Sunday, August 21, 2005

Flowcharting-the good, the bad and the ugly

When it comes down to describing processes, everyone has a different view of things! There are Flowcharts, Nassi-Schneidermann-Charts, Petri nets and other junk. I personally use flowcharts most of the time, as they are easiest to create, to brainstorm and to understand. However, some teachers prefer Nassi-Charts-which can finish off beginners straight away due to their comlicated nature. In the end, the poor fellows tought by those people don't know any of the two methods and create-um-crap.
While all three methods do have some benefits and shortcomings, one usually doesnt describe a million processes on a single page. Thus, the space needed by a flowchart is not really a problem. Whats significant-however-is creation speed. You simply dont have the time to draw an hour on a simple process visualisation. Also, Nassi-Schneiderman charts are extremely unsuitable for brainstorming.

Flowcharting is easy. All you need is a pen, some paper and a process-or you can use one of the many available flowcharting/drawing programs. But the difference between a good and a bad flowchart is small-it all depends on the style and the symbols you use. The symbols were standardizes in an ISO, but since this is not available on Google, we gotta look at third-party stuff.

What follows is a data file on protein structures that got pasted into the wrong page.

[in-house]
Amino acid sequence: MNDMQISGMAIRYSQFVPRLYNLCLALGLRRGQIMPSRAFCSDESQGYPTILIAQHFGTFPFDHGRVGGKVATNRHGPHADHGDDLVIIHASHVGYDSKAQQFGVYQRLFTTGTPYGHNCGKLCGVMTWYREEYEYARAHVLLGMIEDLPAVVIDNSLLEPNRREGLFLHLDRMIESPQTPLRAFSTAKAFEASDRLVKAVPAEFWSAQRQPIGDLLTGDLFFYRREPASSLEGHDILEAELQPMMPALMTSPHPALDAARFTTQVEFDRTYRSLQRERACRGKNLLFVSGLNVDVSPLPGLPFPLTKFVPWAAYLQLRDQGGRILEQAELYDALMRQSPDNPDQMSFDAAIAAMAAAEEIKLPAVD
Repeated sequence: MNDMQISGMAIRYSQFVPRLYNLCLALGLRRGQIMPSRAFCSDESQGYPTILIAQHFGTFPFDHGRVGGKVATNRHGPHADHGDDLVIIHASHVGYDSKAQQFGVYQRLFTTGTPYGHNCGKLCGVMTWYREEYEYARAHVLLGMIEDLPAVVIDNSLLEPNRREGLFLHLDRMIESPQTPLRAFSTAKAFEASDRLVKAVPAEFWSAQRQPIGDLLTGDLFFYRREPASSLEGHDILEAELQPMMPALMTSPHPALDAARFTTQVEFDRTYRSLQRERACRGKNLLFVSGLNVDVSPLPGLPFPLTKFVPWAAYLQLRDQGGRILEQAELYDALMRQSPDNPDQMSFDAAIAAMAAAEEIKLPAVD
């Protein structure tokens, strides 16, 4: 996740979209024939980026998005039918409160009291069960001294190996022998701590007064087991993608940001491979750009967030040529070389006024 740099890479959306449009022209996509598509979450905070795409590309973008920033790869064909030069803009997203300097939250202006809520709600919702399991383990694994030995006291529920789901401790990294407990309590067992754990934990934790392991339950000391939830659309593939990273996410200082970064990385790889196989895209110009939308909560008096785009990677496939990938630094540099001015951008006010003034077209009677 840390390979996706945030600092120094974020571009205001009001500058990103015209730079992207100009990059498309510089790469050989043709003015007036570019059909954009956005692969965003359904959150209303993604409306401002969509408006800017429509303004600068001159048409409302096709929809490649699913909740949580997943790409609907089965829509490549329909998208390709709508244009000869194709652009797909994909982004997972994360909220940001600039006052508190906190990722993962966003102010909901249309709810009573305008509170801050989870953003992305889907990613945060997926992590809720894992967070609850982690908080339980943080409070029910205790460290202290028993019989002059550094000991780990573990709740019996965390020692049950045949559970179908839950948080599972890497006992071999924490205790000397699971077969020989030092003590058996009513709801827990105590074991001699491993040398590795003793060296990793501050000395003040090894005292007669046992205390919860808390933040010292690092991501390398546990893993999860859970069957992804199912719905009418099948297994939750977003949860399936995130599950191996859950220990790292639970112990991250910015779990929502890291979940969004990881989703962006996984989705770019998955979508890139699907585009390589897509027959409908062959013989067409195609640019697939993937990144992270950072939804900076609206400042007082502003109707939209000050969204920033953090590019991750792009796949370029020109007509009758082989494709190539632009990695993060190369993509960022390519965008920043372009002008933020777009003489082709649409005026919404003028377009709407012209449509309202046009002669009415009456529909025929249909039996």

So, here is a nice list of flowcharting resources:

http://en.wikipedia.org/wiki/Flowchart
Here we have the english Wikipdia definition. Not too much useful information here, but good for showing to people who are new to the topic!

http://deming.eng.clemson.edu/pub/tutorials/qctools/flowm.htm
This is the typical whack-over-the-head tute we all know and love from our hacker clan days. While it misses out on some important symbols like the subroutine one, ti is a good introduction to the topic.

http://www.smartdraw.com/tutorials/flowcharts/whatis.htm
This tutorial by SmartDraw.com definitely contains a lot of ads for its own program. However, it conains a lot of useful information-especially on the first few pages.

http://www.fh-jena.de/~kleine/history/software/IBM-FlowchartingTechniques-GC20-8152-1.pdf
This IBM paper(PDF format) is pretty old(1970) and contains lots of useless information. However, it definitely makes a good read as it seems to cover about everything one can say about flowcharting. BTW, if this file ever goes offline, just email me at Tamog@gmx.at and I up the file s I have it archived.

And last-but-not-least: if you need a quick overview on actively developed commercial software for flowcharting, just look to the left and to the top of the article. God bless AdSense...
How do you process-visualize?